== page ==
Red Bull to switch from Renault to Honda from 2019 season
Red Bull will split with Renault at the end of this season and use Honda engines for the next two years.
The move ends a 12-year relationship during which Red Bull and Renault won four consecutive world title doubles from 2010 to 2013.
The relationship has frayed since turbo hybrid engines were introduced into Formula 1 in 2014 and Renault has found itself behind Mercedes and Ferrari.
Red Bull believe Honda will be more competitive than Renault for 2019-20.
Team principal Christian Horner said: "This multi-year agreement with Honda signals the start of an exciting new phase in Red Bull Racing's efforts to compete not just for grand prix wins but for what is always our goal - championship titles.
"We have always taken decisions such as this dispassionately and with only one criteria in mind - do we believe the outcome will allow us to compete at a higher level? After careful consideration and evaluation, we are certain this partnership with Honda is the right direction for the team."
Honda will supply engines to both Red Bull teams from next year, after starting a supply deal with junior team Toro Rosso this season.
Honda president Takahiro Hachigo said: "Having two teams means we can access twice as much data as previously.
"We believe that working with both Toro Rosso and Red Bull Racing will allow us to get closer to our goal of winning races and championships, building two strong partnerships.
"Discussions proceeded very quickly, thanks to Red Bull's open and respectful attitude towards Honda, leading to a deal that is fair and equitable for all parties."
'Honda a better long-term bet'
The move comes nine months after McLaren decided to end its factory partnership with Honda, believing the Japanese company's engines were holding the team back.
McLaren decided instead to buy customer engines from Renault, an approximate $100m net loss when taking into account Honda's total financial contribution to the team, and the cost of the new engines.
But McLaren's decision has been widely questioned after their performance has failed to improve into this season.
Their car has been well over a second a lap slower than the Red Bull despite using the same engine, and despite McLaren's claims last season that their car was among the best on the grid.
Red Bull discovered from the start of this season that the performance disparity between the Renault and Honda engines was nothing like as big as McLaren had said.
And after both engines were upgraded at the Canadian Grand Prix just over a week ago, it is believed they are now of comparable performance.
Red Bull believed Renault's continuing struggles with reliability, allied to Honda's progress, meant the Japanese company was a better long-term bet.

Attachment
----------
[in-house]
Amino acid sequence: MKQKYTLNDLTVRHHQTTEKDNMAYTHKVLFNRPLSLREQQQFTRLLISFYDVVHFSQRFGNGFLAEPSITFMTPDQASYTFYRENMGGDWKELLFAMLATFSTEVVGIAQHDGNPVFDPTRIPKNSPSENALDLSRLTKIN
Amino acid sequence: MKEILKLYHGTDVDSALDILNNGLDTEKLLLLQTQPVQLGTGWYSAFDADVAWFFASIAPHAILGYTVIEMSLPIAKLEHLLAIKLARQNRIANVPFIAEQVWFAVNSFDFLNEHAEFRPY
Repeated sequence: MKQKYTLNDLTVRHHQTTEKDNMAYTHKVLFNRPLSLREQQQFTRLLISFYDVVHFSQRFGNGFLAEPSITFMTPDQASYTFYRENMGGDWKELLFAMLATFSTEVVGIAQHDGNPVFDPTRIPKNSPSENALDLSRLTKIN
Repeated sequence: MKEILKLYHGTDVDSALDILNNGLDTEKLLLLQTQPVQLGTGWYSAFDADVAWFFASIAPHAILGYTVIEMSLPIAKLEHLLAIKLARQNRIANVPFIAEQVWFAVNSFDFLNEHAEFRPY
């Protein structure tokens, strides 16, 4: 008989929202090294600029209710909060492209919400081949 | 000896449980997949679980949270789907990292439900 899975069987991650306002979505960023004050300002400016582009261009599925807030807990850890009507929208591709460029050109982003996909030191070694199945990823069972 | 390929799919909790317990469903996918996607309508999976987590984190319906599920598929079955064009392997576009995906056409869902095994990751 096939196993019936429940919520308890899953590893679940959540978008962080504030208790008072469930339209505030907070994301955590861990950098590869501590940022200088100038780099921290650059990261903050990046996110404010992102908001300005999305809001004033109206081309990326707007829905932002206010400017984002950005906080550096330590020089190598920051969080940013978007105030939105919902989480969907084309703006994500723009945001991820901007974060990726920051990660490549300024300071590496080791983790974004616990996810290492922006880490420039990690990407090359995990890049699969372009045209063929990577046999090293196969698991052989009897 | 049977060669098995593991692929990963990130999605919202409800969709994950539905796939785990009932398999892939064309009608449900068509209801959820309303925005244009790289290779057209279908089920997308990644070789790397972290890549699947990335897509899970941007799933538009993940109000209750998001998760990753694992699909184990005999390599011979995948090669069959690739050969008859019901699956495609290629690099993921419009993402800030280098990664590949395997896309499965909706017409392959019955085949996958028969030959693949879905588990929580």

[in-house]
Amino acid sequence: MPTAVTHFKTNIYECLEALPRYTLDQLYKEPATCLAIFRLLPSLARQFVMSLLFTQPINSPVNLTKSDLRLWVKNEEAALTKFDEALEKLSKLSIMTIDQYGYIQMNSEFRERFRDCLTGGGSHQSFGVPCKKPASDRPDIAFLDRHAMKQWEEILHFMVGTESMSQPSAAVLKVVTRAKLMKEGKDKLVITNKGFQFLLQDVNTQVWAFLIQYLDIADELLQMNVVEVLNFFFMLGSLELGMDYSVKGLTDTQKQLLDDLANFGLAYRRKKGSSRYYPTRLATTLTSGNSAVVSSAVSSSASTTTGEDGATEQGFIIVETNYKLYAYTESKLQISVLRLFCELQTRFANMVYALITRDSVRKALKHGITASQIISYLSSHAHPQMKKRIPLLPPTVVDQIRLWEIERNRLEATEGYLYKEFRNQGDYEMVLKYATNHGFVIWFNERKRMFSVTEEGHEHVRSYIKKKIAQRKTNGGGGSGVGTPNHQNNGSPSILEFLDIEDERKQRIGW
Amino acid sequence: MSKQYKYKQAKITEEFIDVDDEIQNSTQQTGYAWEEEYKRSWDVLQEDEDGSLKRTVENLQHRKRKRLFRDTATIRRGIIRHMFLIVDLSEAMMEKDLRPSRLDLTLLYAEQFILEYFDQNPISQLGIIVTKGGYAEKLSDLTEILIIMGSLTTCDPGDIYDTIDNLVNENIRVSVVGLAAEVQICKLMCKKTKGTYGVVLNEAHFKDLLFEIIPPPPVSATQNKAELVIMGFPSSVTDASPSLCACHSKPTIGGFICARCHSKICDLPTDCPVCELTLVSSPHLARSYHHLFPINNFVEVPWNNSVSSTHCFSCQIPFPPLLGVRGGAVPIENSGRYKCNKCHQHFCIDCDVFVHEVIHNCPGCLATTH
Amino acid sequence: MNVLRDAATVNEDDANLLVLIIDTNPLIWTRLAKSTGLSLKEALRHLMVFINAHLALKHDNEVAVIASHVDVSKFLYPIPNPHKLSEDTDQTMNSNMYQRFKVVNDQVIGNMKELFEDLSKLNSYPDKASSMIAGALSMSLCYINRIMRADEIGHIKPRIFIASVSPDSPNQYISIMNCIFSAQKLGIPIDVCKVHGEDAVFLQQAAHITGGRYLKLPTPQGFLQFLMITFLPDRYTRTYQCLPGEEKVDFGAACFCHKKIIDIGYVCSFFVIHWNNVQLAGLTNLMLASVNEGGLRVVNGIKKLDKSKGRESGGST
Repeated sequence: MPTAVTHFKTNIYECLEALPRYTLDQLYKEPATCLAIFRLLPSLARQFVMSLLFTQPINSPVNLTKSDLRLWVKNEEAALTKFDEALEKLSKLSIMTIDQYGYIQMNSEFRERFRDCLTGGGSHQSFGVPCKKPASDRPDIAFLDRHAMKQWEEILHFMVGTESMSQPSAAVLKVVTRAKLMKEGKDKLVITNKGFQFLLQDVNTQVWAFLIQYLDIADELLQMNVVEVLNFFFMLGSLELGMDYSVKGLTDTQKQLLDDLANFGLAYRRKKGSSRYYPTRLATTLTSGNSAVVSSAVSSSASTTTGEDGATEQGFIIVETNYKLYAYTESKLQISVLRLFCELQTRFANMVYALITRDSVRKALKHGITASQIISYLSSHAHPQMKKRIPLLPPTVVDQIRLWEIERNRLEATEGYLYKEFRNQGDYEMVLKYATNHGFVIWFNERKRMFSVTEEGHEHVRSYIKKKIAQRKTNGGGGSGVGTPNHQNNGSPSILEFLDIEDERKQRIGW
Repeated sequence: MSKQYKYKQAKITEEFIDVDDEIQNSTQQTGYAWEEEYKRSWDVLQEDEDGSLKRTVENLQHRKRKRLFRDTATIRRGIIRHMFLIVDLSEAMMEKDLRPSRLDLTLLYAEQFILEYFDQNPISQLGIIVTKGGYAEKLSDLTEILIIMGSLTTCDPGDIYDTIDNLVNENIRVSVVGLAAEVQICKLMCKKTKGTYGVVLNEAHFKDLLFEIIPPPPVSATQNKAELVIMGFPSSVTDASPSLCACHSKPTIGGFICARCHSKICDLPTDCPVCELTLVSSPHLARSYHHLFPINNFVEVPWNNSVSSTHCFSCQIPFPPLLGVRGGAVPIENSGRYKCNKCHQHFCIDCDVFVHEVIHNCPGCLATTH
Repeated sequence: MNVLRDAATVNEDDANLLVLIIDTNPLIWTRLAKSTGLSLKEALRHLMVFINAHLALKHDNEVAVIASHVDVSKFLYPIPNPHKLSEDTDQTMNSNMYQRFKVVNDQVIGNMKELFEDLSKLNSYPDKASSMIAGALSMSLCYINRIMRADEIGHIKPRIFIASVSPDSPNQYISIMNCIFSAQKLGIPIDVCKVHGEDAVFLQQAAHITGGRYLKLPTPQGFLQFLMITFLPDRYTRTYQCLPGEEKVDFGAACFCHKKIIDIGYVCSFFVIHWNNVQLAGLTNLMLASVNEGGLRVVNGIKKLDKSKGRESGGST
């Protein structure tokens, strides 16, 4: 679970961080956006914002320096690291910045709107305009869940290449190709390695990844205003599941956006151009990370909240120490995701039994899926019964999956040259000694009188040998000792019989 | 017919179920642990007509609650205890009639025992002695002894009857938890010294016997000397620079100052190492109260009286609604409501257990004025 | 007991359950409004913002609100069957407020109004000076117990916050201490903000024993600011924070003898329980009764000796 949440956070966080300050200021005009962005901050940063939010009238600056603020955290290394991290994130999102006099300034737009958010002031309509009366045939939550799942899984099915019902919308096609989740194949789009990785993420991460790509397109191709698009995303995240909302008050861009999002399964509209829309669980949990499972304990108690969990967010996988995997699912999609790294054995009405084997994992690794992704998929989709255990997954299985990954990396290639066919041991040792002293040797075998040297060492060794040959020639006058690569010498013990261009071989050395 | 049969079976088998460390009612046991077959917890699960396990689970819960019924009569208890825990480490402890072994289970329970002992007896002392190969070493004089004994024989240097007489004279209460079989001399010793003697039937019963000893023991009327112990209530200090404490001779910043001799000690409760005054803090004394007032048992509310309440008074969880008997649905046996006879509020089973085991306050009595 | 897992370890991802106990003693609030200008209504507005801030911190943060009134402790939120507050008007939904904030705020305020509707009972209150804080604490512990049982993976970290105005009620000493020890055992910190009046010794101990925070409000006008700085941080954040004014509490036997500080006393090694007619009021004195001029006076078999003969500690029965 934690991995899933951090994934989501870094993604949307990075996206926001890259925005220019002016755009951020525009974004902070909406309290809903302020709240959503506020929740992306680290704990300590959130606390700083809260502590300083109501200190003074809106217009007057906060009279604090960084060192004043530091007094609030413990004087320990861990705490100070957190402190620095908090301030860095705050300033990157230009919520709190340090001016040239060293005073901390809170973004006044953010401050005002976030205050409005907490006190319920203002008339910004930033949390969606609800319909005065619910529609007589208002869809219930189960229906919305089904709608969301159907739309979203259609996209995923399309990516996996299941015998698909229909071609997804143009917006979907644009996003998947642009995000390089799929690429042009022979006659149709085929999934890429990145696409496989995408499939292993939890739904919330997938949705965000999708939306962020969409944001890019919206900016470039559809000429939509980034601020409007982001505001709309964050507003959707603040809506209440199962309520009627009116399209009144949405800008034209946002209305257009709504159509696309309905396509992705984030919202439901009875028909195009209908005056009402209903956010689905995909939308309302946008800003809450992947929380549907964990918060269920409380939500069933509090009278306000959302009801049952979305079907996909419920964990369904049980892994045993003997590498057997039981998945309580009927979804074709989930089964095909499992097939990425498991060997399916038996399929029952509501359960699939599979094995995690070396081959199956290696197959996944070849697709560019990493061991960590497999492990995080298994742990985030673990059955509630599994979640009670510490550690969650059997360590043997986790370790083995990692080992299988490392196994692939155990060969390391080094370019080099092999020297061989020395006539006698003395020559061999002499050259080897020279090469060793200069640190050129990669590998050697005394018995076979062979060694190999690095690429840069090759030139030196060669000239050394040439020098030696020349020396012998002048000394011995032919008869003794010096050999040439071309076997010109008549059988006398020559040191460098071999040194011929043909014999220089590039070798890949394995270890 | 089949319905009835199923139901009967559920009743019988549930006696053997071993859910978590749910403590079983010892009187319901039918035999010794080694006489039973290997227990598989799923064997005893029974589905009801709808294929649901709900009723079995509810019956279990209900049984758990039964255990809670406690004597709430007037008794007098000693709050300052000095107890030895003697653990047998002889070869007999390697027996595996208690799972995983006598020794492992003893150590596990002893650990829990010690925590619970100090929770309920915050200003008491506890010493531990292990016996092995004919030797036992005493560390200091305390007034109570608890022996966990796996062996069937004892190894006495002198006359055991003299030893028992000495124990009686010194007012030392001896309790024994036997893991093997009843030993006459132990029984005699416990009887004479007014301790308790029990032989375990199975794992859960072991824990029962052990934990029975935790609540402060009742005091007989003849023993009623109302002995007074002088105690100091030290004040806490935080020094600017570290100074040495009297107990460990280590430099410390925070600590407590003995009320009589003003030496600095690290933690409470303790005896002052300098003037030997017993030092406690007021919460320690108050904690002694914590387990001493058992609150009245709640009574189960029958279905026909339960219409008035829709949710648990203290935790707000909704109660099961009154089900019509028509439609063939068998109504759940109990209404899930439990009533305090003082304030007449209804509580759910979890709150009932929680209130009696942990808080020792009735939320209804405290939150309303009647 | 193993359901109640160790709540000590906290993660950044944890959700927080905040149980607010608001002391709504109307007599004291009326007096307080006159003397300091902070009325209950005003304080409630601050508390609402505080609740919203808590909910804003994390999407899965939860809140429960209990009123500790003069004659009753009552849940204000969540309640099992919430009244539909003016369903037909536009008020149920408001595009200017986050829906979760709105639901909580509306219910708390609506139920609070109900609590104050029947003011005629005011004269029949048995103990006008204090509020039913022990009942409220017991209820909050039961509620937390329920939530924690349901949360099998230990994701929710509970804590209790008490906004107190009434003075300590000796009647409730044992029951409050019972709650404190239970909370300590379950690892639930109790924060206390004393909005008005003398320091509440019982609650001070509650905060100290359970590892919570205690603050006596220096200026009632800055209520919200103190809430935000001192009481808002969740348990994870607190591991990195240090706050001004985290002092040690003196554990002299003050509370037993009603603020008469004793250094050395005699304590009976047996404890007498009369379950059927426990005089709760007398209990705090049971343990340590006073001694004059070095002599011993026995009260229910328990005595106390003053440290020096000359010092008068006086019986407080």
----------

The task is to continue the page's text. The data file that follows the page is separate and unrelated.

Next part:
Honda said its initial ambition with Red Bull for 2019 was to ensure the team's performance does not "drop below its current level", but added: "Our target is to go further and do better than they are doing at the moment."
'We have sometimes had our differences'
Red Bull are frustrated that five years into the hybrid formula, they are still facing many more grid penalties for excessive engine usage than teams using Mercedes or Ferrari engines. Daniel Ricciardo, who is third in the championship behind Ferrari's Sebastian Vettel and Lewis Hamilton of Mercedes is facing grid penalties in the near future for this reason.
And Renault have still not been able to introduce a new MGU-K - the hybrid recovery device on the rear axle - to replace the one being currently used, which was designed for the 2016 season and is still prone to breaking. A new MGU-K has been designed but has not yet proven to be reliable enough to race.
Horner said: "We have sometimes had our differences but Renault has always worked tirelessly and to the best of its ability to provide us with a competitive power unit.
"That is still the case today and we would like to thank the Renault team, and particularly the guys in our garage at every race, for their unstinting commitment and we look forward to ending our partnership on a high come the end of this season.
"Our focus for the rest of this year is still very much on delivering the best results possible in the 2018 championship."
Renault said in a statement they were "proud" of their results with Red Bull and considered their split "a natural evolution for both Renault and Red Bull Racing in view of their respective aspirations".
Renault are trying to build up their own factory team into title contenders - they are fourth in this year's championship after seven races - and said they are "continuing to foster the fresh relationship with McLaren".